For many years, it was recommended to wrap newly planted trees or thin bark trees to protect them from sunscald over the winter. Houle said that research has shown that tree wraps do not help to minimize temperature fluctuations but can in fact increase the temperature extremes on the trunk of the tree.
“Tree wraps can also be a perfect place for insects and disease to take up residence,” she said. “If you do need to wrap the trunk of the tree to protect it from animals such as deer, then abstain from use. If using tree wraps for protection, then make sure to use light-colored wraps and wait until as late as possible, removing the wrap early in the spring.”
State Master Gardener conference set for Sept. 17-19
URBANA, Ill. – Registration is now open for the 2015 University of Illinois Extension State Master Gardener Conference to be held Sept. 17-19 at the Regency Conference Center in O’Fallon, Ill.
The public is invited to join Master Gardeners and Master Naturalists from Madison, St. Clair, and Monroe counties for three days of tours and classes celebrating the 40th anniversary of Illinois Master Gardeners.
“This is a great educational opportunity for anyone interested in the environment and/or gardening,” said Monica David, U of I Extension Master Gardener coordinator. “We have outstanding nationally recognized speakers and some great tours planned that would be interesting for everyone.”
The deadline to register for the conference is Sept. 1. No late or onsite registrations will be accepted.
The keynote speaker will be Rosalind Creasy. Creasy is an internationally known garden and food writer, speaker, and landscape designer. Her first book, The Complete Book of Edible Landscaping, won the Garden Writers Quill and Trowel award and coined the term “edible landscaping.” Creasy will talk on edible landscaping and heirlooms.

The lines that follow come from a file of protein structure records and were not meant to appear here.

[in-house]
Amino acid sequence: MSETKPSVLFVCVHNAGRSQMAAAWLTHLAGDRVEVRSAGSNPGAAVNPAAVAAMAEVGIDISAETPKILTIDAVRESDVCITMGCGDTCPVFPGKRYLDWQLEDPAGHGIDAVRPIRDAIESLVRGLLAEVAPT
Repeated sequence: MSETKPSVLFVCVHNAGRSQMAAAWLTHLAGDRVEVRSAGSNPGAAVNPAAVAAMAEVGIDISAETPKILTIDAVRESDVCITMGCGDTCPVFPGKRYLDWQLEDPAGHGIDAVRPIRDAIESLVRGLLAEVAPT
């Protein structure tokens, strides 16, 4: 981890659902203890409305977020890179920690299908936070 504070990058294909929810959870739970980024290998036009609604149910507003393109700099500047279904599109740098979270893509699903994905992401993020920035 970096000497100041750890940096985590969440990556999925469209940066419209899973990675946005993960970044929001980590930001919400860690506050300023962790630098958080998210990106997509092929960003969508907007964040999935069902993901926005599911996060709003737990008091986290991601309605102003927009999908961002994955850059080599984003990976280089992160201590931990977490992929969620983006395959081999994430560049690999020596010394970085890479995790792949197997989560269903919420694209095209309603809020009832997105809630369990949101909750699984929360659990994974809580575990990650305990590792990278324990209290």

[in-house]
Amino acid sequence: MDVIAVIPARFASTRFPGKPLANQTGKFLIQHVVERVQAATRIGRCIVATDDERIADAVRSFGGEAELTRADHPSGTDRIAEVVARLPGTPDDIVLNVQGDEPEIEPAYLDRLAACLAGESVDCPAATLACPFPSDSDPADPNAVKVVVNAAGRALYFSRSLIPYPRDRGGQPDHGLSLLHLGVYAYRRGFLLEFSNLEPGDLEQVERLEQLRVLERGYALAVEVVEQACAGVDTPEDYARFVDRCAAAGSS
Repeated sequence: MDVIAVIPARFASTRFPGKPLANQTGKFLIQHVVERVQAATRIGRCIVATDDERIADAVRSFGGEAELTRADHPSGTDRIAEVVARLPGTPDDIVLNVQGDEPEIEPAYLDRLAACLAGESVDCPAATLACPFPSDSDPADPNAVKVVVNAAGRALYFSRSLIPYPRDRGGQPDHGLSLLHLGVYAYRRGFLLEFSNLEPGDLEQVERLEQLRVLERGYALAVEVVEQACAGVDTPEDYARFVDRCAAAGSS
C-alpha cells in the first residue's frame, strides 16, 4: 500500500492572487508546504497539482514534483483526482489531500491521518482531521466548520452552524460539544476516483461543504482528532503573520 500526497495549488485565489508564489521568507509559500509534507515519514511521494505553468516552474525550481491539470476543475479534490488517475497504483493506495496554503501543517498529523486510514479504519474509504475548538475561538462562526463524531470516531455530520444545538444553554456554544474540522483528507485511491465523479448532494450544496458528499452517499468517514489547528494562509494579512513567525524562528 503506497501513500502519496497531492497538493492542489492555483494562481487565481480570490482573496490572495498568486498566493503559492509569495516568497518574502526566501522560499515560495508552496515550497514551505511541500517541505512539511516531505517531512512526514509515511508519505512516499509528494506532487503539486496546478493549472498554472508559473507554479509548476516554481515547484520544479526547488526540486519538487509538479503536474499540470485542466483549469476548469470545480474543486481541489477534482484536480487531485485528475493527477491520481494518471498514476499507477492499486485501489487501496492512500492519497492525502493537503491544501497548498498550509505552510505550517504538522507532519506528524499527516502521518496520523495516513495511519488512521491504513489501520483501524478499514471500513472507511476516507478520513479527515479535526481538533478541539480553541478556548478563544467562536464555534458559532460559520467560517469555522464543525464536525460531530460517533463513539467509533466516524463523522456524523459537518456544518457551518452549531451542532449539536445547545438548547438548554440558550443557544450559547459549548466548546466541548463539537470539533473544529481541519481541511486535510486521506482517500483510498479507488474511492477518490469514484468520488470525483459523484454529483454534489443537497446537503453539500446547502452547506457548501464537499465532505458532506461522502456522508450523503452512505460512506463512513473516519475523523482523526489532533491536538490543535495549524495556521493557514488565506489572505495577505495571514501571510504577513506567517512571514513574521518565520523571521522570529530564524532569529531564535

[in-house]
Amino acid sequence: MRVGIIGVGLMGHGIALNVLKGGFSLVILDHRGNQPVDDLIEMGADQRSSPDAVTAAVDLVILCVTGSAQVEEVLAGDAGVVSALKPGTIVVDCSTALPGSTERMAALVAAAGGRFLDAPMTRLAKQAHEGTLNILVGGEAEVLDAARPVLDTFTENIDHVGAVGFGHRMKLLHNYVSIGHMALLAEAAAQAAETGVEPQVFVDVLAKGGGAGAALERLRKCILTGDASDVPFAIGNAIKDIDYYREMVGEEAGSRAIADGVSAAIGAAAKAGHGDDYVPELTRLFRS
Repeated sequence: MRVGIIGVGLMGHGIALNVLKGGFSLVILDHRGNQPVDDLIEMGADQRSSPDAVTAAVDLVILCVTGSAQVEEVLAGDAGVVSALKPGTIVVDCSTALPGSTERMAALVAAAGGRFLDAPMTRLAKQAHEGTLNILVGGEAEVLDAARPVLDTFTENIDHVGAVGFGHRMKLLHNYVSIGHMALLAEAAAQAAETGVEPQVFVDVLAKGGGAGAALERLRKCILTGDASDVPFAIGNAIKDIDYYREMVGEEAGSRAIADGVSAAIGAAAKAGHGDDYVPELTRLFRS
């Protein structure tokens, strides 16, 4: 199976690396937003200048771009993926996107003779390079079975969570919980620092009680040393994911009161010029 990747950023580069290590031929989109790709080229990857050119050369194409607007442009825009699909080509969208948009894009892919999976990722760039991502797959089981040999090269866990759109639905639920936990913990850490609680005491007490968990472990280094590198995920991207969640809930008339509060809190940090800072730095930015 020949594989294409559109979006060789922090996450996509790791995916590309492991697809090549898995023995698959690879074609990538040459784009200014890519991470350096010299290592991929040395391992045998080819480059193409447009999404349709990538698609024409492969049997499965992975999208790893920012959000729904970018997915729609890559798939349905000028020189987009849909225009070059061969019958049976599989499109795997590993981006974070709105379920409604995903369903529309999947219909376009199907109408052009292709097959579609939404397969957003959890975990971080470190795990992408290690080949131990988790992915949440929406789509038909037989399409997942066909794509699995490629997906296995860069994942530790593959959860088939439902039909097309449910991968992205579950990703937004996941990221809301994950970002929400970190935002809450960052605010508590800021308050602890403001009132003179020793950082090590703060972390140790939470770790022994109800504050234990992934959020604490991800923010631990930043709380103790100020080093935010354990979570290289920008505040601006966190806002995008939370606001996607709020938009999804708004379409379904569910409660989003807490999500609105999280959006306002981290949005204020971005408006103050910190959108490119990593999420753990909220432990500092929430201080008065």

The Saturday general session will feature a presentation by Mike Jeffords on exploring nature in Illinois. Breakout sessions on Friday and Saturday will feature four tracts including plant materials, natives, elements of design, and edibles.
The plant materials tract will feature talks on hostas by Mark Zilis; grafting fruit and nut trees by Kansas State University Extension specialist William Reid; roses by David Gunn; and amaryllis by Jason Delaney, both from the Missouri Botanical Garden.
The natives tract will include talks on garden invasives by Chris Evans from the Illinois Department of Natural Resources; dragonflies; native landscaping; and more. The third tract—elements of design—will emphasize downsizing your garden; planting for birds; rain gardens; woodland gardens; and aesthetics and hardscapes in the garden. A fourth tract—edibles—will feature talks on horseradish, culinary herbs, fruit trees, heirloom seeds, and more.
Tours will include:
- Full-day tour 1 - six Master Gardener and Master Naturalist projects
- Half-day tour 1 - Gordon Moore Park (hosta garden and rose garden) and the Riverlands Audubon Center
- Half-day tour 2 – Eckert’s Farm, St. Louis Composting, and Heimos Nursery
Hands-on garden craft classes will also be offered at the same time as the tours.
Register at https://web.extension.illinois.edu/registration/?registrationID=12221. Visit https://web.extension.illinois.edu/mg/conference2015/index.cfm for more information.